Abstract | April 4, 2022

Persistent chest pain post PFO closure with an Amplatzer occluder

Presenting Author: Mohammed Afraz Pasha, MBBS, MD, Internal Medicine Resident PGY2, Department of Internal Medicine, North Alabama Medical Center, Florence, Alabama

Coauthors: Sangeetha Isaac, MD, Internal Medicine, PGY2, North Alabama Medical Center, Florence, AL; Zubair Khan, MD, Interventional Cardiologist, Department of Cardiovascular Disease, North Alabama Medical Center, Florence, AL.

Learning Objectives

  1. The Risk of Paradoxical Embolism (RoPE) score helps in determining the possibility of cryptogenic stroke secondary to paradoxical embolism through the PFO and the recurrence rate;
  2. Late onset chest pain in patients with an Amplatzer occluder device must be evaluated with echocardiography, to rule out device erosion into the pericardial space or aorta which is rare and occurs in 0.3% cases.

Introduction: Patent foramen ovale (PFO) closure is recommended in cases of recurrent cryptogenic stroke presumed to be secondary to paradoxical embolism. Though randomized controlled trials comparing surgical and percutaneous closure are lacking, percutaneous PFO closure is known to have a higher success rate and lower incidence of complications. Amplatzer device is associated with short term complications such as peri-procedure arrhythmia, residual shunt, device related thrombosis and cardiac perforation within 4 to 6 weeks of implantation. While chest pain within 6 weeks of procedure is well known, studies demonstrating late onset chest pain are limited. Persistent chest pain is associated with device erosion and occult interatrial hemopericardium which requires surgical explantation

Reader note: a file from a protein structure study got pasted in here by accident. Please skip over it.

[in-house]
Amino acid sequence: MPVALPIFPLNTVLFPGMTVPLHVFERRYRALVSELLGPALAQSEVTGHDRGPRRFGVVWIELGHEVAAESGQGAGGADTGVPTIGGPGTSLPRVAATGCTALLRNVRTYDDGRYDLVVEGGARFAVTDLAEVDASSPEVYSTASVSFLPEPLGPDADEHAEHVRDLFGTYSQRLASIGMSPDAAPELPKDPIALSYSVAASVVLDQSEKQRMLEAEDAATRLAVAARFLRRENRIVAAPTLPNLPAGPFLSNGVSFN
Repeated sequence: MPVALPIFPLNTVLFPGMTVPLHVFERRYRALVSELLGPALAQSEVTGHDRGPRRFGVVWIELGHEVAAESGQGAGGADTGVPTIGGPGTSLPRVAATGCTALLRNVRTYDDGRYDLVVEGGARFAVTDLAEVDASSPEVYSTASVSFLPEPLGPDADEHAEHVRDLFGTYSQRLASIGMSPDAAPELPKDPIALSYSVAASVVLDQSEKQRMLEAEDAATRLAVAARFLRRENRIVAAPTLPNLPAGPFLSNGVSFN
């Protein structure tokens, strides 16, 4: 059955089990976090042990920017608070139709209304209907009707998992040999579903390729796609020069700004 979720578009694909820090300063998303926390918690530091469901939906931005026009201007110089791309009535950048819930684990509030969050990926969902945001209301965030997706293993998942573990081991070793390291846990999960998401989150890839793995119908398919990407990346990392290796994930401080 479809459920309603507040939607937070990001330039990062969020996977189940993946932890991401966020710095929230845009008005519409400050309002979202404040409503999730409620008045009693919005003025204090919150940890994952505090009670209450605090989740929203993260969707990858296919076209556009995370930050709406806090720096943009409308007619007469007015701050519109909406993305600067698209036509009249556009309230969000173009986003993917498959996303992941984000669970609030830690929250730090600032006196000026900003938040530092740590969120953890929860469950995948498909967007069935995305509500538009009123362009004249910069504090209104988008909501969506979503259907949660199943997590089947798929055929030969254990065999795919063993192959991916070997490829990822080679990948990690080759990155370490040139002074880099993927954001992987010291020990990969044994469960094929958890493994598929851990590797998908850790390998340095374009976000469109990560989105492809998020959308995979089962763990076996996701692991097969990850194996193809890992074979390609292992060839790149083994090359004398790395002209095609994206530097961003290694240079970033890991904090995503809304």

Case report: A 48-years-old Caucasian male presented with recurrent left sided positional chest pain for three months. His past medical history was significant for cryptogenic cerebrovascular accident, hypertension, end stage renal disease on hemodialysis, factor V deficiency with history of deep vein thrombosis and pulmonary embolism. Six months prior, he underwent an Amplatzer closure device placement for PFO, at an outside facility after an unremarkable exercise stress test. Medications included apixaban, aspirin, nifedipine and labetalol. Presenting ECG and troponin-I were unremarkable, similar to two prior presentations to the emergency room when he was reassured and discharged with outpatient cardiology follow-up when no additional work up was performed. Lung perfusion scan was normal. Echocardiogram showed a well-seated Amplatzer device in the interatrial septum with preserved biventricular size and function. Both the atria were normal in size without any evidence of pericardial effusion or valvular heart disease.

Final diagnosis: Patient’s chest discomfort was deemed to be of non-ischemic nature and secondary to the Amplatzer PFO closure device.

Outcome: With spontaneous resolution of chest pain, he was discharged and planned for periodic outpatient Amplatzer device surveillance. With the incidence of Amplatzer device erosion into the pericardial space or aorta being 0.3%, persistent chest pain occurring in patients with an Amplatzer device must be evaluated with a transthoracic echocardiogram to rule out device erosion which can occur several months after the procedure.